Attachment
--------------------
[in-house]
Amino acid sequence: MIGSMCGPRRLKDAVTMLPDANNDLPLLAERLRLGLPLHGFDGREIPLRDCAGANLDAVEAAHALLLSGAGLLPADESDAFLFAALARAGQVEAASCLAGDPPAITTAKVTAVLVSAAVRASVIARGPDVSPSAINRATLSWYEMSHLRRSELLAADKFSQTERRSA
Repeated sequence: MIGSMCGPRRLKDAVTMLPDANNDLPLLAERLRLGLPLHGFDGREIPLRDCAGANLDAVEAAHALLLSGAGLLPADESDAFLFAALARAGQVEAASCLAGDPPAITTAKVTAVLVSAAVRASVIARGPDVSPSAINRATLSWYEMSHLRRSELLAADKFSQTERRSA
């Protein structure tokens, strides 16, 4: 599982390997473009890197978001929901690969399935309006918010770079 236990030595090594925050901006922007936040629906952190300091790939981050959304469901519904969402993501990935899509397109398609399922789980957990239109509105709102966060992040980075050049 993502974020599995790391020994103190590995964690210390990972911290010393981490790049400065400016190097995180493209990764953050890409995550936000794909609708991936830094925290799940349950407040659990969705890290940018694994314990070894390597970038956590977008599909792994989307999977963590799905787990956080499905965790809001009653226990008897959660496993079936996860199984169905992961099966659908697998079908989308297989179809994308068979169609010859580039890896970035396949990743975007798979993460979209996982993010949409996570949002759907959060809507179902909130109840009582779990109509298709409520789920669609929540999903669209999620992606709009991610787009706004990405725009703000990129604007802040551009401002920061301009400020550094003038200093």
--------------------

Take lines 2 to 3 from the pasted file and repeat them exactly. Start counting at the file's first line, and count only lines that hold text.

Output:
Amino acid sequence: MIGSMCGPRRLKDAVTMLPDANNDLPLLAERLRLGLPLHGFDGREIPLRDCAGANLDAVEAAHALLLSGAGLLPADESDAFLFAALARAGQVEAASCLAGDPPAITTAKVTAVLVSAAVRASVIARGPDVSPSAINRATLSWYEMSHLRRSELLAADKFSQTERRSA
Repeated sequence: MIGSMCGPRRLKDAVTMLPDANNDLPLLAERLRLGLPLHGFDGREIPLRDCAGANLDAVEAAHALLLSGAGLLPADESDAFLFAALARAGQVEAASCLAGDPPAITTAKVTAVLVSAAVRASVIARGPDVSPSAINRATLSWYEMSHLRRSELLAADKFSQTERRSA